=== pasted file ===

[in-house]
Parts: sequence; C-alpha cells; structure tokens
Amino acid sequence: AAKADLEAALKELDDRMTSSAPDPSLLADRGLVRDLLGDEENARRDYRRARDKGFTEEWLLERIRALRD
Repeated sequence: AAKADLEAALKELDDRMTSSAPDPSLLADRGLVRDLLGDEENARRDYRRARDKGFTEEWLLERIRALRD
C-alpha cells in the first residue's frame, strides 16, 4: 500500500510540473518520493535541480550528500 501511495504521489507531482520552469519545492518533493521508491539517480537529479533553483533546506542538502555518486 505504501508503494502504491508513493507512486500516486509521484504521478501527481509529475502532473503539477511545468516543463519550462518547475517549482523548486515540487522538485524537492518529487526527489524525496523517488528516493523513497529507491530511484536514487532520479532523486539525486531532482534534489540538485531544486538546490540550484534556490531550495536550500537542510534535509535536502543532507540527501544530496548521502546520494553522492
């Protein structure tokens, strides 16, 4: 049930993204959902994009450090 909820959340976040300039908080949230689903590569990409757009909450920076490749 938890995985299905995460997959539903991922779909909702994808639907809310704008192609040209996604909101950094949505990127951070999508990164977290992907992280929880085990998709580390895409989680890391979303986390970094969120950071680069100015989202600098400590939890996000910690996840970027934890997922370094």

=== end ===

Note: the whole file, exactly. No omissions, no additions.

[in-house]
Parts: sequence; C-alpha cells; structure tokens
Amino acid sequence: AAKADLEAALKELDDRMTSSAPDPSLLADRGLVRDLLGDEENARRDYRRARDKGFTEEWLLERIRALRD
Repeated sequence: AAKADLEAALKELDDRMTSSAPDPSLLADRGLVRDLLGDEENARRDYRRARDKGFTEEWLLERIRALRD
C-alpha cells in the first residue's frame, strides 16, 4: 500500500510540473518520493535541480550528500 501511495504521489507531482520552469519545492518533493521508491539517480537529479533553483533546506542538502555518486 505504501508503494502504491508513493507512486500516486509521484504521478501527481509529475502532473503539477511545468516543463519550462518547475517549482523548486515540487522538485524537492518529487526527489524525496523517488528516493523513497529507491530511484536514487532520479532523486539525486531532482534534489540538485531544486538546490540550484534556490531550495536550500537542510534535509535536502543532507540527501544530496548521502546520494553522492
């Protein structure tokens, strides 16, 4: 049930993204959902994009450090 909820959340976040300039908080949230689903590569990409757009909450920076490749 938890995985299905995460997959539903991922779909909702994808639907809310704008192609040209996604909101950094949505990127951070999508990164977290992907992280929880085990998709580390895409989680890391979303986390970094969120950071680069100015989202600098400590939890996000910690996840970027934890997922370094």